A well-designed perennial garden can provide many years of beauty and enjoyment. Careful selection of plant materials and thoughtful planning can result in a full season of color. The list of possible perennial plants is long.
Choose plants for:
- light and water requirements
- bloom period
- flower color
Compile a chart, organizing this information in an easily viewed manner. Bloom times may vary with weather, soil conditions and elevation. At higher elevations, bloom times are later.
The most important consideration in selecting plants for a perennial garden is to group them according to their environmental and cultural requirements. For example, is the location sunny or shady. Choose plants accordingly. Another example, place drought-tolerant plants together at the top of a slope and moisture-loving plants in a swale or low spot where runoff collects. This is called hydrozoning.
Other plant characteristics to consider for easier maintenance include cold hardiness, heat tolerance, insect and disease resistance, cultural requirements (staking, pruning, fertilizing, deadheading, frequent division), and invasiveness.
Perennial plants differ from annuals not only in the fact that they are winter hardy and will come back each year, but in the fact that typically many perennials bloom during a portion of the season rather than all season long.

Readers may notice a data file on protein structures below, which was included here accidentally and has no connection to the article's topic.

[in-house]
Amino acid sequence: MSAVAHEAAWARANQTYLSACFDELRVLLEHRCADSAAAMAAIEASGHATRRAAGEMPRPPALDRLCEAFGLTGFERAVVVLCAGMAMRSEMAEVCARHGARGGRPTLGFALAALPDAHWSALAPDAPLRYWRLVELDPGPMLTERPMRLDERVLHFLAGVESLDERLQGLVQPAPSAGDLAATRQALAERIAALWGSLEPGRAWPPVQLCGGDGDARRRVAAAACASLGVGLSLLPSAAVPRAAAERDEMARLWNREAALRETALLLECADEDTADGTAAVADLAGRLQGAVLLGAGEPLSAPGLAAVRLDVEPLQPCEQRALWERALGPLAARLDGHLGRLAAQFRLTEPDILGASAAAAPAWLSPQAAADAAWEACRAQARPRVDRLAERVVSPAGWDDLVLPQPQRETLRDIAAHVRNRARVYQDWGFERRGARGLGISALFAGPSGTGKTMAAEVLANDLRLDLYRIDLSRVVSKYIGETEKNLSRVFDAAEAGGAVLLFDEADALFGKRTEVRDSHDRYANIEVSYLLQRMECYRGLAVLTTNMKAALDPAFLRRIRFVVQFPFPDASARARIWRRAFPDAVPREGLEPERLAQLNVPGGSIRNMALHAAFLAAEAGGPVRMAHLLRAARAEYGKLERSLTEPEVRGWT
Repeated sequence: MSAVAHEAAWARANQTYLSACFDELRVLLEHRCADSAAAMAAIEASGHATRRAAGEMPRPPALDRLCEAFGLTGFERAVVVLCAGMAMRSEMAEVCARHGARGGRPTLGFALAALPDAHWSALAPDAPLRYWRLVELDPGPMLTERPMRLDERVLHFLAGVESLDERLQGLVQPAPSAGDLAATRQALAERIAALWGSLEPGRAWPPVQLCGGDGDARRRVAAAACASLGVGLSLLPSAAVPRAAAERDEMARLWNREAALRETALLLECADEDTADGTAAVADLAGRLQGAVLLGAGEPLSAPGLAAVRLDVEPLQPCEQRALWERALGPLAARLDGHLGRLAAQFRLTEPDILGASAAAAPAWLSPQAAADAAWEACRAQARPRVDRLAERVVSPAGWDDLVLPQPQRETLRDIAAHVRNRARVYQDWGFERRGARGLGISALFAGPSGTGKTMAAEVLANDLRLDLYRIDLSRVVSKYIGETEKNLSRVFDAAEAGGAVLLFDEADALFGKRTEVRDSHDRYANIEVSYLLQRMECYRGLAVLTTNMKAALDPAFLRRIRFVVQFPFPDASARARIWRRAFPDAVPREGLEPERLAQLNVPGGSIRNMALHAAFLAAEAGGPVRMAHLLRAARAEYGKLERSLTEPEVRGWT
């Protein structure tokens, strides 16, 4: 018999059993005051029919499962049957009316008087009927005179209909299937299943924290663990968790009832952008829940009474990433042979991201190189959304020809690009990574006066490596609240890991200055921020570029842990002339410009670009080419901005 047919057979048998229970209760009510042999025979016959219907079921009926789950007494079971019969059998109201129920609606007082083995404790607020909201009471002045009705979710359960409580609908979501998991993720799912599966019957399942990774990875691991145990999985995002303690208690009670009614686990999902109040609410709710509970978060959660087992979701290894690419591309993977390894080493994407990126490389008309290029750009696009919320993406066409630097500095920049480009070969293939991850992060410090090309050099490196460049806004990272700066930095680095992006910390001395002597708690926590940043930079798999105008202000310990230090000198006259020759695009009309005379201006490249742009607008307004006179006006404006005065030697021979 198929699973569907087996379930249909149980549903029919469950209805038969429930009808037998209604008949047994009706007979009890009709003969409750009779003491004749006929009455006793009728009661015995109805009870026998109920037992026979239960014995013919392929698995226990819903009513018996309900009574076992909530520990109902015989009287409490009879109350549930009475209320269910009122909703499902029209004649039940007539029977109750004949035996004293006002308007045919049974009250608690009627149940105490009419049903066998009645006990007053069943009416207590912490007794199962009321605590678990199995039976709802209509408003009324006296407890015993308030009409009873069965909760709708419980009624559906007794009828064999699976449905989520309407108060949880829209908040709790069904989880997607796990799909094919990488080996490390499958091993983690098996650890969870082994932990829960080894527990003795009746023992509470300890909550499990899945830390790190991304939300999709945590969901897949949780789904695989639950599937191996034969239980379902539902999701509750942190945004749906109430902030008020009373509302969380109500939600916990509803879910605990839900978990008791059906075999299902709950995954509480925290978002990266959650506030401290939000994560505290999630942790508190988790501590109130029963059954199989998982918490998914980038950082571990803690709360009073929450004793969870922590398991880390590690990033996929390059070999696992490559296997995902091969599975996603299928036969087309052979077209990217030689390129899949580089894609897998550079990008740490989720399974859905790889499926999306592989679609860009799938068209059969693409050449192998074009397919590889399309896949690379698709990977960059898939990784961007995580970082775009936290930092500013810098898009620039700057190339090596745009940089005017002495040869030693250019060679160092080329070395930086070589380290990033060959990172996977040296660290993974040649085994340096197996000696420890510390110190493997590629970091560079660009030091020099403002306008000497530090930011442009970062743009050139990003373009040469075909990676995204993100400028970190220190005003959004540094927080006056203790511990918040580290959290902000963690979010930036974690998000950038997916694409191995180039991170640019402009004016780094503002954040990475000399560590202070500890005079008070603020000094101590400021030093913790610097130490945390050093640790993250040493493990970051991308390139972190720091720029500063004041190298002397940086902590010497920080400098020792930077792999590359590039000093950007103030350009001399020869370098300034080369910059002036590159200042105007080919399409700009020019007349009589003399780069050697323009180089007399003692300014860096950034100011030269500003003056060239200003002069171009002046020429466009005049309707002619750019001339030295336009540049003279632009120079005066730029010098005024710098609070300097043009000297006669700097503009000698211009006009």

April and May are terrific months for planting perennials! The cool nights and bright days offer the newly transplanted plants a little time to relax, get situated in their new locale and begin growing new roots. Incorporate organic matter like Creek Side’s Natures Yield compost to the soil at planting time to help create a superior rooting environment. Keep watered thoroughly for the first few weeks so they don’t dry out.
Gardening in the Shade
Shade-loving plants require just 4 to 6 hours of light per day. In fact, too much sun may damage their foliage. For best results, grow them under the dappled light of shade trees, or in a spot that gets only morning or afternoon sun.
Most shade plants grow best in in soil amended with organic compost. This will help the soil retain some moisture throughout the growing season. Mulching around plants and along pathways helps to encourage these growing conditions. If possible, apply several inches of mulch.
Plants to consider for shade:
- Coral Bells
- Bleeding Hearts
- Lady’s Mantel
- Jacobs Ladder
Xeric/ Drought tolerant – once established
Consider removing your lawn and replanting with a selection of drought tolerant perennials and shrubs to save valuable water in our high plains desert climate. Plant Select, the collaboration between Colorado State University and the Denver Botanic Gardens is a great place to start. Plus consider:
- Russian Sage
- Hens & Chicks
- Snow in Summer
So, in addition to flower color and plant height, another dimension (fun) to designing a perennial flower bed is to incorporate plants that bloom during various times of the season i.e. early season, mid-season, late season.
Early Season Bloom
- Jupiter’s Beard
- Shasta Daisy
- Bee Balm
- Russian Sage
Late Season Bloom
- Black-Eyed Susan
- Ornamental Grasses
- Anenome – shade
- Eupatorium – shade
- Hosta – shade
Instead of fighting the deer population around your garden, utilize this list of deer resistant perennials to help naturally keep your garden safe.